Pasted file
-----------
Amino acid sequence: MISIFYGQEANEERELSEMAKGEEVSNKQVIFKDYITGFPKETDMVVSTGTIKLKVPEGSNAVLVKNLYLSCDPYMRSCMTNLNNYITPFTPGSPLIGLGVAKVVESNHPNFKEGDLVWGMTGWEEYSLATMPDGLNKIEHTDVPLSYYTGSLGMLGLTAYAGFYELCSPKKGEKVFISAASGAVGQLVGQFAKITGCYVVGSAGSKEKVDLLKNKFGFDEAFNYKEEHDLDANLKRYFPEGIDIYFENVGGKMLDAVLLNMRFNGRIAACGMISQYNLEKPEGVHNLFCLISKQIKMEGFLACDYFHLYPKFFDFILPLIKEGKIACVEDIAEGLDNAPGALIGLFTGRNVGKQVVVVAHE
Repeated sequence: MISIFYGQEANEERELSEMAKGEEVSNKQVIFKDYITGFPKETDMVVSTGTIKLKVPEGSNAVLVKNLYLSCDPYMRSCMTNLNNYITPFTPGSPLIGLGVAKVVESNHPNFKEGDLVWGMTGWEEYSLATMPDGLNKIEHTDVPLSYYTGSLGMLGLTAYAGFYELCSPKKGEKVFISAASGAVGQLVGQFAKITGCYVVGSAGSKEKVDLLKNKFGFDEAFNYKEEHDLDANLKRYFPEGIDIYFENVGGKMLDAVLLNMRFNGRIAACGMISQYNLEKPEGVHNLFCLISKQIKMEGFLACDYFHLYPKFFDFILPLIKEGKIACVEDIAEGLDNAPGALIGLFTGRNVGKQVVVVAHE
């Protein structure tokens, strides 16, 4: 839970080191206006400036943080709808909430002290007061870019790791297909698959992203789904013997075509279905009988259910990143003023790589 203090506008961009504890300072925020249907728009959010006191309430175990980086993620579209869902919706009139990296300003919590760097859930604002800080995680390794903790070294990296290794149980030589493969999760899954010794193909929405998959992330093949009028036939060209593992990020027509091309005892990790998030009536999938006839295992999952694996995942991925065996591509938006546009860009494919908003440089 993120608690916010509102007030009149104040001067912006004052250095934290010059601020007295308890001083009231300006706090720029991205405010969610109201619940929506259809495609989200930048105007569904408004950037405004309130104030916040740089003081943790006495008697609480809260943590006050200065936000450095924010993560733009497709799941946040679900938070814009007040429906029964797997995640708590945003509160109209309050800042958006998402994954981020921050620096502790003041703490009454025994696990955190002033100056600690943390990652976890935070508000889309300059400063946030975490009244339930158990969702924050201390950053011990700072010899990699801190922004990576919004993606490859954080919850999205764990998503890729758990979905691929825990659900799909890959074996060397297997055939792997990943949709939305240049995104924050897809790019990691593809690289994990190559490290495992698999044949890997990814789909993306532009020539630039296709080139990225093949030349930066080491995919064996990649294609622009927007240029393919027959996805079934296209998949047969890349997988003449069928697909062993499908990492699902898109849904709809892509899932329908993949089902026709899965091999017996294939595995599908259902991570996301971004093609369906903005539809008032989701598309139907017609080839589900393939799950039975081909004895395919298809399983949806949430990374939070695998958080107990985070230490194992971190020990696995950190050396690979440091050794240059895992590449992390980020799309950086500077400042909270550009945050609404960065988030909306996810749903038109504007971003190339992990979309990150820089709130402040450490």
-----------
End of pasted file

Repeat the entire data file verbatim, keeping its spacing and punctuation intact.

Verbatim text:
Amino acid sequence: MISIFYGQEANEERELSEMAKGEEVSNKQVIFKDYITGFPKETDMVVSTGTIKLKVPEGSNAVLVKNLYLSCDPYMRSCMTNLNNYITPFTPGSPLIGLGVAKVVESNHPNFKEGDLVWGMTGWEEYSLATMPDGLNKIEHTDVPLSYYTGSLGMLGLTAYAGFYELCSPKKGEKVFISAASGAVGQLVGQFAKITGCYVVGSAGSKEKVDLLKNKFGFDEAFNYKEEHDLDANLKRYFPEGIDIYFENVGGKMLDAVLLNMRFNGRIAACGMISQYNLEKPEGVHNLFCLISKQIKMEGFLACDYFHLYPKFFDFILPLIKEGKIACVEDIAEGLDNAPGALIGLFTGRNVGKQVVVVAHE
Repeated sequence: MISIFYGQEANEERELSEMAKGEEVSNKQVIFKDYITGFPKETDMVVSTGTIKLKVPEGSNAVLVKNLYLSCDPYMRSCMTNLNNYITPFTPGSPLIGLGVAKVVESNHPNFKEGDLVWGMTGWEEYSLATMPDGLNKIEHTDVPLSYYTGSLGMLGLTAYAGFYELCSPKKGEKVFISAASGAVGQLVGQFAKITGCYVVGSAGSKEKVDLLKNKFGFDEAFNYKEEHDLDANLKRYFPEGIDIYFENVGGKMLDAVLLNMRFNGRIAACGMISQYNLEKPEGVHNLFCLISKQIKMEGFLACDYFHLYPKFFDFILPLIKEGKIACVEDIAEGLDNAPGALIGLFTGRNVGKQVVVVAHE
């Protein structure tokens, strides 16, 4: 839970080191206006400036943080709808909430002290007061870019790791297909698959992203789904013997075509279905009988259910990143003023790589 203090506008961009504890300072925020249907728009959010006191309430175990980086993620579209869902919706009139990296300003919590760097859930604002800080995680390794903790070294990296290794149980030589493969999760899954010794193909929405998959992330093949009028036939060209593992990020027509091309005892990790998030009536999938006839295992999952694996995942991925065996591509938006546009860009494919908003440089 993120608690916010509102007030009149104040001067912006004052250095934290010059601020007295308890001083009231300006706090720029991205405010969610109201619940929506259809495609989200930048105007569904408004950037405004309130104030916040740089003081943790006495008697609480809260943590006050200065936000450095924010993560733009497709799941946040679900938070814009007040429906029964797997995640708590945003509160109209309050800042958006998402994954981020921050620096502790003041703490009454025994696990955190002033100056600690943390990652976890935070508000889309300059400063946030975490009244339930158990969702924050201390950053011990700072010899990699801190922004990576919004993606490859954080919850999205764990998503890729758990979905691929825990659900799909890959074996060397297997055939792997990943949709939305240049995104924050897809790019990691593809690289994990190559490290495992698999044949890997990814789909993306532009020539630039296709080139990225093949030349930066080491995919064996990649294609622009927007240029393919027959996805079934296209998949047969890349997988003449069928697909062993499908990492699902898109849904709809892509899932329908993949089902026709899965091999017996294939595995599908259902991570996301971004093609369906903005539809008032989701598309139907017609080839589900393939799950039975081909004895395919298809399983949806949430990374939070695998958080107990985070230490194992971190020990696995950190050396690979440091050794240059895992590449992390980020799309950086500077400042909270550009945050609404960065988030909306996810749903038109504007971003190339992990979309990150820089709130402040450490």